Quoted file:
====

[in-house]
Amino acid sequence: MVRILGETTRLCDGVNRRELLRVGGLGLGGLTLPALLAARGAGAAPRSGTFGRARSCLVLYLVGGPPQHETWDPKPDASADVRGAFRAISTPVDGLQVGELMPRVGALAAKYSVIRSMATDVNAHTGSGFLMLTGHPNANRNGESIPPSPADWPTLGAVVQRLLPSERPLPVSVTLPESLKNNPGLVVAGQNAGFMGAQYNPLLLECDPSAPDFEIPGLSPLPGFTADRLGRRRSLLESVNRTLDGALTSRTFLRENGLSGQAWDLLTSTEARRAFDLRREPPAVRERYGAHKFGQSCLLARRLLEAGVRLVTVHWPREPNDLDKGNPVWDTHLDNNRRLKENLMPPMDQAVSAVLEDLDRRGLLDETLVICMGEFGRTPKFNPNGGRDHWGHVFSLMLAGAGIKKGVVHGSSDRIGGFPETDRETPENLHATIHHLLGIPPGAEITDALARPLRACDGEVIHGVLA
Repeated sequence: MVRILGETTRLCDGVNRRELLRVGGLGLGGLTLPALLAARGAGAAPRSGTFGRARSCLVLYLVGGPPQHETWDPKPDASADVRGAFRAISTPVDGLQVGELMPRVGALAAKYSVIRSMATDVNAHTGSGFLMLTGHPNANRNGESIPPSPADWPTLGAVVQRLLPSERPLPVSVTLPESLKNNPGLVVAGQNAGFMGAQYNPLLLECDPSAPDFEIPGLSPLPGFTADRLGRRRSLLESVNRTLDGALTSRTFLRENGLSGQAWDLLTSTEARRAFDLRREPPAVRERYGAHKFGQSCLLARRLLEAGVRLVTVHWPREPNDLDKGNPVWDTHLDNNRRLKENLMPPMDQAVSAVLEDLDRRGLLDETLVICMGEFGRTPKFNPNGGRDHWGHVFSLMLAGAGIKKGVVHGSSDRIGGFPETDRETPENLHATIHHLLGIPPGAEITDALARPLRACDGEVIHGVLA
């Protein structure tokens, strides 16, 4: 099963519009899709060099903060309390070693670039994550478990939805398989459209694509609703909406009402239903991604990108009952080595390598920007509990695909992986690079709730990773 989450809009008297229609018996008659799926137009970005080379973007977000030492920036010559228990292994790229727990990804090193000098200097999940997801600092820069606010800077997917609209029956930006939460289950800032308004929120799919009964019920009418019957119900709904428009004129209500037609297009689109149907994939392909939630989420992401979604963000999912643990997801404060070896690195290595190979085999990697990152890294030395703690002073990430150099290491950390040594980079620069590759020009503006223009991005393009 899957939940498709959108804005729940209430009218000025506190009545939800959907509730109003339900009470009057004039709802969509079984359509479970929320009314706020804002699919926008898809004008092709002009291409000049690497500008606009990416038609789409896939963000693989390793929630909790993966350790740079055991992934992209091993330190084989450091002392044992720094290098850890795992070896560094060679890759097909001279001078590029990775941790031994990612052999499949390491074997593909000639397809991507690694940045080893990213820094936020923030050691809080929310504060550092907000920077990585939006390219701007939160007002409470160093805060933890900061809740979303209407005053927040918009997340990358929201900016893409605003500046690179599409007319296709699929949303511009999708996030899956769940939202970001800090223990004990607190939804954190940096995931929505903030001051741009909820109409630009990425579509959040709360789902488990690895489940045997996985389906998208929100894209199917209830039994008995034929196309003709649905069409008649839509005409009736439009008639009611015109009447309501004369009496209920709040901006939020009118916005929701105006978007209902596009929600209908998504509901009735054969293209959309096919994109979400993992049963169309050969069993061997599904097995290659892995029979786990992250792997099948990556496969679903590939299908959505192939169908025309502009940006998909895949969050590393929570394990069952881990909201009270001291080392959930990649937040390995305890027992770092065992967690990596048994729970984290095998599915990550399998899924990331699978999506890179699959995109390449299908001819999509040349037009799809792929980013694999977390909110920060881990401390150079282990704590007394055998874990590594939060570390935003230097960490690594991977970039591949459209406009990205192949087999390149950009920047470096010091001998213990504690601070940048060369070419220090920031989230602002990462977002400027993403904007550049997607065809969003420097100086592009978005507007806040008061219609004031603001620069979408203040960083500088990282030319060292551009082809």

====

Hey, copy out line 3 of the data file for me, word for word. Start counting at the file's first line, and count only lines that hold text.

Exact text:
Repeated sequence: MVRILGETTRLCDGVNRRELLRVGGLGLGGLTLPALLAARGAGAAPRSGTFGRARSCLVLYLVGGPPQHETWDPKPDASADVRGAFRAISTPVDGLQVGELMPRVGALAAKYSVIRSMATDVNAHTGSGFLMLTGHPNANRNGESIPPSPADWPTLGAVVQRLLPSERPLPVSVTLPESLKNNPGLVVAGQNAGFMGAQYNPLLLECDPSAPDFEIPGLSPLPGFTADRLGRRRSLLESVNRTLDGALTSRTFLRENGLSGQAWDLLTSTEARRAFDLRREPPAVRERYGAHKFGQSCLLARRLLEAGVRLVTVHWPREPNDLDKGNPVWDTHLDNNRRLKENLMPPMDQAVSAVLEDLDRRGLLDETLVICMGEFGRTPKFNPNGGRDHWGHVFSLMLAGAGIKKGVVHGSSDRIGGFPETDRETPENLHATIHHLLGIPPGAEITDALARPLRACDGEVIHGVLA